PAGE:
Thoughts on money

I just read – in the Icelandic media! – that Geneva has voted on a minimum wage a couple of days ago (roughly CHF 4’000.- or ISK 600’000 a month when working 40 hours a week). Reading this made me ponder about money for a couple of minutes. So, let’s talk a little bit about it, shall we?

As the Swiss that I am, I will not disclose my former salary. Let’s just say, that it allowed me to build up my savings. What I will tell you, though, is that I’m currently living off those savings with a monthly budget of around CHF 2’200 (ISK 330’000). CHF 800 (ISK 120’000) are spent on my health insurance and various other obligations in Switzerland. Another CHF 700 (ISK 105’000) are spent on the rent, and yet another CHF 700 for food and leisure time activities. I did not include any taxes here, because my tax bill would be around CHF 0.- if I had a monthly income of CHF 2’200.- for a whole year.

Let’s put that into perspective. Usually the minimum subsistence level in Switzerland for an unmarried young man in the suburbs is around CHF 2’000 (ISK 300’000). In Iceland it’s generally ISK 207’000, or CHF 1’350 (ISK lost quite a bit of value à just 2 years ago that would’ve been around CHF 1’800… lucky me!). Like Switzerland, Iceland doesn’t have a general minimum wage by law, but for most professions, unions negotiated one. It’s usually somewhere around ISK 300’000 to ISK 350’000 a month. Interesting about this is that the difference of the two countries’ price level seems to be insignificant (https://www.bfs.admin.ch/bfs/de/home/statistiken/preise/internationale-preisvergleiche/preisniveauindizes.html). To sum those figures up, I created a table:

Minimum wage GenevaCHF 4’000 / ISK 600’000
Minimum wage ISCHF 2’200 / ISK 330’000
Average nominal annual wage CH (OECD)$ 90’000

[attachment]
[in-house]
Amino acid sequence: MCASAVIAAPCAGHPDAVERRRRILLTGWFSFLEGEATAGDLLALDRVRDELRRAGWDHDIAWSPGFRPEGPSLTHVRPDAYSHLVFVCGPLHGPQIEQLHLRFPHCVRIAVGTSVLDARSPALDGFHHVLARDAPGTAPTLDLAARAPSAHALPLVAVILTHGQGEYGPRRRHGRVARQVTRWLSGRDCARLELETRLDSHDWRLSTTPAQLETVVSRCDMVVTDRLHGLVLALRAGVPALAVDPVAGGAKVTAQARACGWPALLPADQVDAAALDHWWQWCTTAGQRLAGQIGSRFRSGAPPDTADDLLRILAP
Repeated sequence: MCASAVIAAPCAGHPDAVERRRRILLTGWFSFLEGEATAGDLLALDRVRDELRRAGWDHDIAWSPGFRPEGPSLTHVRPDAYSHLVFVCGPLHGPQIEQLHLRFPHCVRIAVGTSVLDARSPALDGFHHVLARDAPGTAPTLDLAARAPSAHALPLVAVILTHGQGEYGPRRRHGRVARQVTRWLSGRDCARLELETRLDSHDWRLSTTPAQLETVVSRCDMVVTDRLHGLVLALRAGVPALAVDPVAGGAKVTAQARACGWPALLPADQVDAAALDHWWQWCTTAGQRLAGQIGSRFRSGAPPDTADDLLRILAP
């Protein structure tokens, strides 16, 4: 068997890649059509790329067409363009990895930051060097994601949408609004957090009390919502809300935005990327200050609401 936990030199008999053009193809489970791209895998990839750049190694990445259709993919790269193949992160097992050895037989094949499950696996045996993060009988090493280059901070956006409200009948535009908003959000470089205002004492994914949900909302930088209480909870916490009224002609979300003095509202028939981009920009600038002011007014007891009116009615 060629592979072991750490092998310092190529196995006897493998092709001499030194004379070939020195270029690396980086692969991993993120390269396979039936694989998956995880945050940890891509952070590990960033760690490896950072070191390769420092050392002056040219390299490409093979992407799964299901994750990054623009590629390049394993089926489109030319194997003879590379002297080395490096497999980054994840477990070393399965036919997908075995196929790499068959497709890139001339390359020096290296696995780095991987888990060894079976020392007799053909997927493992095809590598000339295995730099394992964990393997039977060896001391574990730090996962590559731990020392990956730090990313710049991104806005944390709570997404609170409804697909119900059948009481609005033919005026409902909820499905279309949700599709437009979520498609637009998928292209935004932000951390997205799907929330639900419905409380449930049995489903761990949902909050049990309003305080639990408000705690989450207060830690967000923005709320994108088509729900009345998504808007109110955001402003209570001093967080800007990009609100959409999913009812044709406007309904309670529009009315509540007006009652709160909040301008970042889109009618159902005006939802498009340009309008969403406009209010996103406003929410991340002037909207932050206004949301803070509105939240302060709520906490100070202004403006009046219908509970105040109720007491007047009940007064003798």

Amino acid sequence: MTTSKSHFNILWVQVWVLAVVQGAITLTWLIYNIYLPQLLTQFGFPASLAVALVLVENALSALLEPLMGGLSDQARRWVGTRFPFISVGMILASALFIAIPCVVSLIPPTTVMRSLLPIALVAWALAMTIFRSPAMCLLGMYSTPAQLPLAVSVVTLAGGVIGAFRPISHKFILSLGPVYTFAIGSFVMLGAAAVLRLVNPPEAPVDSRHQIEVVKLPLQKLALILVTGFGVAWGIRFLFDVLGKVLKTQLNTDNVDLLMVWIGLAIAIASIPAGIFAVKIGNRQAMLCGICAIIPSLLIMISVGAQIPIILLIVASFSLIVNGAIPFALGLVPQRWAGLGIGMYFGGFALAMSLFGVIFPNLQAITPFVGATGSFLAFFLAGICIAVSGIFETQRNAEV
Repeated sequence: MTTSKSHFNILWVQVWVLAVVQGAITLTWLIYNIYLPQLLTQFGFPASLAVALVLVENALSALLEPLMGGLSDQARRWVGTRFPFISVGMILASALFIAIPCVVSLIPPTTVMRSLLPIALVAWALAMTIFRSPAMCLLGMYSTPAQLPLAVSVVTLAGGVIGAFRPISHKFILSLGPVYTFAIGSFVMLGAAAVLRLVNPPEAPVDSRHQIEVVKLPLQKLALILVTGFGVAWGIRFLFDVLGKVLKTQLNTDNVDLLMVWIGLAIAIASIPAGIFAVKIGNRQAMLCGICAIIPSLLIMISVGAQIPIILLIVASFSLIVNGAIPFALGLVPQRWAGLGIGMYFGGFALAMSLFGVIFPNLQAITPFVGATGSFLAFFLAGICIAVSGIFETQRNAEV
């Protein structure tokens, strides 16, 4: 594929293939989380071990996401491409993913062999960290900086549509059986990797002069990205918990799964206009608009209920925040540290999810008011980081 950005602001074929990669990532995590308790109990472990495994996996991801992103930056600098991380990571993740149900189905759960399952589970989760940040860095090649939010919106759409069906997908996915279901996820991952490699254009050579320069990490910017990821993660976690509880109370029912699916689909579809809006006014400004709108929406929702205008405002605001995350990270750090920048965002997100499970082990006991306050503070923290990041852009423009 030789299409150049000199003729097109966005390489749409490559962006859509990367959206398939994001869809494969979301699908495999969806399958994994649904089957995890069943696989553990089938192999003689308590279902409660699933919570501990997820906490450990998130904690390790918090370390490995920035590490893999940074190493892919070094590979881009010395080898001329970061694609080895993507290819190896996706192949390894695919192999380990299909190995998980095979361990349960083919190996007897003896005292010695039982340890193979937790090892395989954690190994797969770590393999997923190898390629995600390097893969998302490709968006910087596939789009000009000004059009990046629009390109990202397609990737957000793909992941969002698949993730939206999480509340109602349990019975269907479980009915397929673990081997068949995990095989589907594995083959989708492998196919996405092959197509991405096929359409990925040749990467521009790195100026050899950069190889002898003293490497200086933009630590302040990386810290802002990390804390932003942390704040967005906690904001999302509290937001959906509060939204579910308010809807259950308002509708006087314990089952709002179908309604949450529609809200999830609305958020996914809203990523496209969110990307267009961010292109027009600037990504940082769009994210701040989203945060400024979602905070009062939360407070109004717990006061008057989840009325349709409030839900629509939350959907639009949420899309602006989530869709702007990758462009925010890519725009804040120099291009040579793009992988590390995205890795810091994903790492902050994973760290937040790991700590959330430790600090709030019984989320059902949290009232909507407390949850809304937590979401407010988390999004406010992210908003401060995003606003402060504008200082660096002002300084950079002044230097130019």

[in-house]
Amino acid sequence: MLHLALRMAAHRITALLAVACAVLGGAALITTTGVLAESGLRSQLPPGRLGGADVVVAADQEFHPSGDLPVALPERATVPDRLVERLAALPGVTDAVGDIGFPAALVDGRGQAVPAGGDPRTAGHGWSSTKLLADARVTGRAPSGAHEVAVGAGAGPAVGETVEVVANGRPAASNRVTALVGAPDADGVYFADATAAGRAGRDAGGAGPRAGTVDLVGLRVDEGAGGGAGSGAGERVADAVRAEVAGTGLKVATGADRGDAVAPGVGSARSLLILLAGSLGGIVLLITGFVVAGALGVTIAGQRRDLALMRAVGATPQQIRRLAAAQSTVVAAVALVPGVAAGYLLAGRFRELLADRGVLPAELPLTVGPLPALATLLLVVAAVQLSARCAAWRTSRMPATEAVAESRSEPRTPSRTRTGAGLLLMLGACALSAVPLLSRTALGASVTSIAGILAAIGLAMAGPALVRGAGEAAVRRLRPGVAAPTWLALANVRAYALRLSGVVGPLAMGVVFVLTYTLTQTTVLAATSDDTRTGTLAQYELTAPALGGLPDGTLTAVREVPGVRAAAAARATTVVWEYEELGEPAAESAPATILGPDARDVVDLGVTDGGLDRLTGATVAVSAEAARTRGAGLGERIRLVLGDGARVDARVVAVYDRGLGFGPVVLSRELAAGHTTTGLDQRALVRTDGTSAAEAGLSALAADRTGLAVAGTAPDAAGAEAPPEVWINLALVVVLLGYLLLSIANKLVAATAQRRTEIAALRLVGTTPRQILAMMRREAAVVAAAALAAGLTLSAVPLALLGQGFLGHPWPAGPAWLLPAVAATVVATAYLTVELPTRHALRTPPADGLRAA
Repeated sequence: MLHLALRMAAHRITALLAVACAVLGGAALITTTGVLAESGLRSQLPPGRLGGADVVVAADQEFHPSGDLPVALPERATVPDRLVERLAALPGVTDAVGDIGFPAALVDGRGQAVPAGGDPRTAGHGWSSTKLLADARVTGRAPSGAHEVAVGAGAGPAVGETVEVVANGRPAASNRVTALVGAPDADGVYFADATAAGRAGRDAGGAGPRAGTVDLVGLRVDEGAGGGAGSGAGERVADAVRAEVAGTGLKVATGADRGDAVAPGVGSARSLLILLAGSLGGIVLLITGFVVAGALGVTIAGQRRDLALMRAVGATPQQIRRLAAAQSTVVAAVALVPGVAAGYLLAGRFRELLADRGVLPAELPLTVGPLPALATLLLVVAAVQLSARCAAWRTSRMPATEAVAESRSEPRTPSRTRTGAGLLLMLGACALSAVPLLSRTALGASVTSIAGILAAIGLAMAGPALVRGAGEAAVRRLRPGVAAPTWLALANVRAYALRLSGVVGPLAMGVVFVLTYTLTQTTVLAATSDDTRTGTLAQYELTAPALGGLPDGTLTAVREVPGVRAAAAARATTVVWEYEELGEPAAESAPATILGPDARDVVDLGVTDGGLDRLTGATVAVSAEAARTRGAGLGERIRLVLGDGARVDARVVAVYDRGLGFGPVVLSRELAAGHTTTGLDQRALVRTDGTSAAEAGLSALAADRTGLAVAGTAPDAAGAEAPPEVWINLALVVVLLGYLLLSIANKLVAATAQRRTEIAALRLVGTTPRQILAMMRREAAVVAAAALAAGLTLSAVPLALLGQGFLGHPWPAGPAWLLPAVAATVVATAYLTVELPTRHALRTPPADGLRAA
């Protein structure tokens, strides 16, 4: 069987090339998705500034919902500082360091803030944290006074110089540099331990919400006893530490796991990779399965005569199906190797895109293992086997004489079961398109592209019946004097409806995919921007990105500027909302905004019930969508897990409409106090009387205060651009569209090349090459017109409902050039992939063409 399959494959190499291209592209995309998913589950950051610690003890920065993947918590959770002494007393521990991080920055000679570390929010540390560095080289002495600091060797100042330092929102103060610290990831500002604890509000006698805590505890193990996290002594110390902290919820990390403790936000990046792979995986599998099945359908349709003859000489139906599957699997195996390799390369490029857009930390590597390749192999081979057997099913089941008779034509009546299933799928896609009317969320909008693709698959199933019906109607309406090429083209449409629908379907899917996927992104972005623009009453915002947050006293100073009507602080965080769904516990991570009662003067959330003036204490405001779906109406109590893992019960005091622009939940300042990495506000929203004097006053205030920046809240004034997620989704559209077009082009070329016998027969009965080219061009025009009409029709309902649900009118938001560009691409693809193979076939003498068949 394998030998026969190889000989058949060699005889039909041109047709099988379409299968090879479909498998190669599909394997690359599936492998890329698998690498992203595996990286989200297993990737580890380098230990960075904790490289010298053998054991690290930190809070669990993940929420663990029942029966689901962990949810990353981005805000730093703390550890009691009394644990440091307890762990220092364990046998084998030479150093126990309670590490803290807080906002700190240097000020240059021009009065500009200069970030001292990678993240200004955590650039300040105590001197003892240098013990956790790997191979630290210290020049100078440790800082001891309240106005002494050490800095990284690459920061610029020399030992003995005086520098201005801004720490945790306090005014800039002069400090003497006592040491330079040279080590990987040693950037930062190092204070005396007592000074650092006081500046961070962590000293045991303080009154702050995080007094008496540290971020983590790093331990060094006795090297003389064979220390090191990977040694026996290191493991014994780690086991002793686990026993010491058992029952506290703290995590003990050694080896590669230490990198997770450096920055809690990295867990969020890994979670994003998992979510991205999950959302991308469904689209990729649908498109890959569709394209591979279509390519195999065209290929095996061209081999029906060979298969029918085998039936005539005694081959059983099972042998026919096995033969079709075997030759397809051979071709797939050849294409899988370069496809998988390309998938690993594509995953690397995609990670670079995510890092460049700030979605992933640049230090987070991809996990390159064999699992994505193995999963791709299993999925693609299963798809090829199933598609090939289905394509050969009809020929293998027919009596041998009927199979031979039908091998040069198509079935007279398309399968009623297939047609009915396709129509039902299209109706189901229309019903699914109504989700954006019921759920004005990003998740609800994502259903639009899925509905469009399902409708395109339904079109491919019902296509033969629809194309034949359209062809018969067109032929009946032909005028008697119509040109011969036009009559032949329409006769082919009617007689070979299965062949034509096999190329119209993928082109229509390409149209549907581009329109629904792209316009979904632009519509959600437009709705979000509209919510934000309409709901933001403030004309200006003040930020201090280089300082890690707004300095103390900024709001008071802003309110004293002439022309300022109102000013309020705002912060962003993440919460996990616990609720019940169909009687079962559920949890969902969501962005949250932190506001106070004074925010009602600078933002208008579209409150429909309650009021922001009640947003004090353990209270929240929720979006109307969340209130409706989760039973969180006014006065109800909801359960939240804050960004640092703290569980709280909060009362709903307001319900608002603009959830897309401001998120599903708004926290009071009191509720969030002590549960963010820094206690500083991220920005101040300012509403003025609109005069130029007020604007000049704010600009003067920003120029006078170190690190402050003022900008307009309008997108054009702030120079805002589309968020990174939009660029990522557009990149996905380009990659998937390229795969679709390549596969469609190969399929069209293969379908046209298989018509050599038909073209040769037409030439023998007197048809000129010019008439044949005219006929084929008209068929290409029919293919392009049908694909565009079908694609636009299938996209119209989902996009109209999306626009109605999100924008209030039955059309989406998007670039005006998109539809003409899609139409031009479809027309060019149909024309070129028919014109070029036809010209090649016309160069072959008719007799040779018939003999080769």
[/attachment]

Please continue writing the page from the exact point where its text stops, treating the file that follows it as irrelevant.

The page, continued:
Average nominal annual wage IS (OECD)$ 70’000
Minimum Subsistence level CHCHF 2’000 / ISK 300’000
Minimum Subsistence level ISCHF 1’350 / ISK 207’000
My monthly budgetCHF 2’200 / ISK 330’000
Price level CH (EU avg. = 100)146
Price level IS (EU avg. = 100)154

What I found very interesting was that what’s considered the minimum subsistence level in Switzerland almost corresponds with the minimum wage in Iceland – even though the price level in Switzerland seems to be lower than in Iceland. But anyway, living with CHF 2’200 a month is a completely new and humbling experience. It required me to change many behavioral patterns:

  1. I don’t buy clothes that I don’t absolutely need. 5 different outfits are enough
  2. I generally don’t buy anything that I don’t feel like I absolutely need
  3. I got a haircut that doesn’t require me to go to the barber every month
  4. I get all my groceries at discounters
  5. I always cook all my meals at home and I never eat at restaurants
  6. A 20 square meters apartment seems to be enough for me, if I’m alone
  7. I re-assess all my reoccurring bills critically and regularly

But the most interesting point so far is, that cutting down my consumption to the bare minimum (by Swiss standards) was actually not hard for me and didn’t decrease my happiness. At least not until now. I therefore think it’s a great opportunity to try to change my consumer behavior constantly. And even if I am aiming for a well-paid job again once I get back to Switzerland, I will have to ask myself whether I really want to keep almost the whole salary for myself or if I want to go through life with more generosity.

What went through your head while reading this post? Please let me know.

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